The chancellor of justice determined on Wednesday that the 4,700 people registered in the controversial police database can claim a total SEK 35,000 in compensation, money that will be paid out by the National Police Authority.
The decision comes after the chancellor of justice chose not to challenge an earlier appeals court verdict.
The appeals court’s verdict in April determined that 11 people who had been registered in the police database, and then filed a lawsuit against the state, had been subjected to a severe violation and had been registered purely on the basis of their ethnicity.
The court then decided that those individuals should receive SEK 30,000 each in damages in addition to the 5,000 that the chancellor of justice had already granted. Since it is not possible to test the ethnicity question on a case-by-case basis, everyone who was registered should have the right to the same compensation, it has now been decided.
That means all of the nearly 5,000 people registered in the controversial police database can claim SEK 35,000 in compensation each, money that will be paid out by the National Police Authority.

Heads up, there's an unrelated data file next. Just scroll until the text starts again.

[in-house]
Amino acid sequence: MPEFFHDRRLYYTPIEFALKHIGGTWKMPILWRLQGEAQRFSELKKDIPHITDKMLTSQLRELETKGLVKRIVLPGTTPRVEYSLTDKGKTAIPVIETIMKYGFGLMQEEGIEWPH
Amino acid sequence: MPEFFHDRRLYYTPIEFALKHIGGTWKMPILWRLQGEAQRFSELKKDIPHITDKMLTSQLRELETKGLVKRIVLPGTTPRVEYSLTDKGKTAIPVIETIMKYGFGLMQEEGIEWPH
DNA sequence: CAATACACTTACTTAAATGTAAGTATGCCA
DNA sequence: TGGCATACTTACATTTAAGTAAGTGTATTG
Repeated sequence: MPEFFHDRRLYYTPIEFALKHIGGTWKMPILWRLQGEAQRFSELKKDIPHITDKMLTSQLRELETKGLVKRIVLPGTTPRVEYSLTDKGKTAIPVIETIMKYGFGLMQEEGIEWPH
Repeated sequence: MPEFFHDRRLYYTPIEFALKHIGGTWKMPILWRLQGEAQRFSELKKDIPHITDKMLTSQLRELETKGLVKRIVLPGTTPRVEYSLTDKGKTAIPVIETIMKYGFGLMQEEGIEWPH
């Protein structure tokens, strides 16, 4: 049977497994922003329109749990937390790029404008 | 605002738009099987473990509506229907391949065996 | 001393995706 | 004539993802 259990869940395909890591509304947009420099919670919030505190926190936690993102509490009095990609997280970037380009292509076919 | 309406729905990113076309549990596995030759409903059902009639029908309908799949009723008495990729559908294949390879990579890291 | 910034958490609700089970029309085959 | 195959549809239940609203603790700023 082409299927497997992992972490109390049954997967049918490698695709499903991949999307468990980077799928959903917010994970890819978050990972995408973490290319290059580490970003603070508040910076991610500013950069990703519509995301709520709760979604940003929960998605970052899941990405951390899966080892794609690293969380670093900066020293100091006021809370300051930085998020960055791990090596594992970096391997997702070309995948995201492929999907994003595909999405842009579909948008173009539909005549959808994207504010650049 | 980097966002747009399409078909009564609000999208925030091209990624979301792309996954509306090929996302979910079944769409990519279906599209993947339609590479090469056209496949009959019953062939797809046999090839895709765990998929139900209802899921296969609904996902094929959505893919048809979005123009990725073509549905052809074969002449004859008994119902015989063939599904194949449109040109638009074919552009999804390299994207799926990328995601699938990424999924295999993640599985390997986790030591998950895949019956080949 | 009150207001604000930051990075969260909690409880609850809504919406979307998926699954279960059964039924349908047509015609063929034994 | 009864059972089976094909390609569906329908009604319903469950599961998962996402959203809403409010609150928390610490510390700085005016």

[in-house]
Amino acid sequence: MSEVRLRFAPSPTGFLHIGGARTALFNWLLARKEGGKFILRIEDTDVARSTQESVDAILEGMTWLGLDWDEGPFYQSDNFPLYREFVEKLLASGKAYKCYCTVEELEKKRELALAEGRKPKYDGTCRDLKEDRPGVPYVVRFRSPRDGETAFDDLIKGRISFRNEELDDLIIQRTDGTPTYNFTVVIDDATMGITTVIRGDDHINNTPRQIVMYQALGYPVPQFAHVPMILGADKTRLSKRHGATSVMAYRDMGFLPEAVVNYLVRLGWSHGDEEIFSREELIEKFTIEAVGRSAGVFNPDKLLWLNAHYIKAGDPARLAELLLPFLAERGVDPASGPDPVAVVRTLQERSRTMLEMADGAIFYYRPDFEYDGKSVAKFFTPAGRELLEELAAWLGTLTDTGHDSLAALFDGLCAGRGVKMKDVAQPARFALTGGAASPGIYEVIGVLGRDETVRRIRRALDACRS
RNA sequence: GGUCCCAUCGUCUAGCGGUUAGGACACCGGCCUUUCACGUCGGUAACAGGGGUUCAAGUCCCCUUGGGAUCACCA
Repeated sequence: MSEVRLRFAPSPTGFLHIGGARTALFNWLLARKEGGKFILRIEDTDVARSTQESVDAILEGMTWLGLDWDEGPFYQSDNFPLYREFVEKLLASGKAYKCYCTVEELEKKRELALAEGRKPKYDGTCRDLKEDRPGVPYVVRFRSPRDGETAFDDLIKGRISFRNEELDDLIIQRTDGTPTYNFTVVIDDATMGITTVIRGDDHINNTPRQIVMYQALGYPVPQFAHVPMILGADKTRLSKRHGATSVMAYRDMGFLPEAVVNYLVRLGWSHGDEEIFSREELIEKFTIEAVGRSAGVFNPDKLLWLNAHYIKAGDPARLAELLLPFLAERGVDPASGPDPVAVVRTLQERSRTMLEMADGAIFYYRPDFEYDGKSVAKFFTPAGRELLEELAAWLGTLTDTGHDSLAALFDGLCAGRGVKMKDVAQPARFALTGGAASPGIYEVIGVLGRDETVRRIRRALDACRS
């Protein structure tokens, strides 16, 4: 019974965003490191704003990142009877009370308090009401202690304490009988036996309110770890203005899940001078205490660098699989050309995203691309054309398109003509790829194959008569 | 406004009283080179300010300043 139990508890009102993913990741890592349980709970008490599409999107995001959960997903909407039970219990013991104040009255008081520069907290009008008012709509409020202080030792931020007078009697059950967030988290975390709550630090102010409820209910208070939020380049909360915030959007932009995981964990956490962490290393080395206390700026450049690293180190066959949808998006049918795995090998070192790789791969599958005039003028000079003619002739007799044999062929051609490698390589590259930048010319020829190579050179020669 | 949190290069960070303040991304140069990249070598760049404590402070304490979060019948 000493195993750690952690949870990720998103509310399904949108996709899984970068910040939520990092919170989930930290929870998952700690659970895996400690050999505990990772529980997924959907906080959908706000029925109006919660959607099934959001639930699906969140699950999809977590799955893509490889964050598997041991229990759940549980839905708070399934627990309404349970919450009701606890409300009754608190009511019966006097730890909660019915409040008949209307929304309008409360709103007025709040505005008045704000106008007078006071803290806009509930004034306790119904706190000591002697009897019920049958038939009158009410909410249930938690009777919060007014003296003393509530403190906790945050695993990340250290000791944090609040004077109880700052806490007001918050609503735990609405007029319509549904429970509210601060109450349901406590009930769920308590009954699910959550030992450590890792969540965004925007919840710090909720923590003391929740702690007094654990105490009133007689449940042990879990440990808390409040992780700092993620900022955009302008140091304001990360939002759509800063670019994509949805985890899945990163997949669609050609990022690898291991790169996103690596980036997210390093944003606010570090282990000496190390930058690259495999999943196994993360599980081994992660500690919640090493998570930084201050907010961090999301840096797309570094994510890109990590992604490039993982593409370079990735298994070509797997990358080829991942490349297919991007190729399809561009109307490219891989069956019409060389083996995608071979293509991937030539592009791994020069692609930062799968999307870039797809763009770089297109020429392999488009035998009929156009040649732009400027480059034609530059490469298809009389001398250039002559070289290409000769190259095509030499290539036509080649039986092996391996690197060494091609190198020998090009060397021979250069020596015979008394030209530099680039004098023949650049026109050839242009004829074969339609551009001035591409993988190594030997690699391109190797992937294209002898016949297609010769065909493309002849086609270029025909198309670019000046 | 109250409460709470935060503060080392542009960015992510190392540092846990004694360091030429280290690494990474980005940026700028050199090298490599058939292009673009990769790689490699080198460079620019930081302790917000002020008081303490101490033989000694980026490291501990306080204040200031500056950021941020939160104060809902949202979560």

Adam Szoppe, a journalist with Swedish Radio's Romani service, was among the thousands of Roma people registered in the database and one of the 11 who sued the state. He says he now feels relieved.
"I felt we were given justice. We don't have to go through another trial. We won."
It was back in 2013 that the Swedish newspaper Dagens Nyheter revealed that the Skåne police in southern Sweden kept a database of nearly 5,000 individuals, including more than 1,000 children. It was not a criminal register but a database showing family connections and other ties between thousands of individuals, mainly Roma people.
The so-called Roma Register, which was known as The Travelers' Register within the Skåne police force, was deemed to be illegal by the Swedish Commission on Security and Integrity Protection. The Discrimination Ombudsman also said that the Skåne police's actions may have constituted ethnic profiling and Sweden's national police commissioner, Dan Eliasson, has previously apologised for the register.
When Adam Szoppe first found out about the database, it came as a shock, he said.
“I thought I saw my daughter’s name in the newspaper… I contacted Dagens Nyheter and after a week they called me and said 'you, your wife, and three of your four children are in the register'.”
Szoppe says Wednesday's decision will help rebuild trust in Swedish institutions.
“Many Roma people stopped believing in justice, in the police, in judges. I think this is the first step to start believing in justice in Sweden," said Szoppe.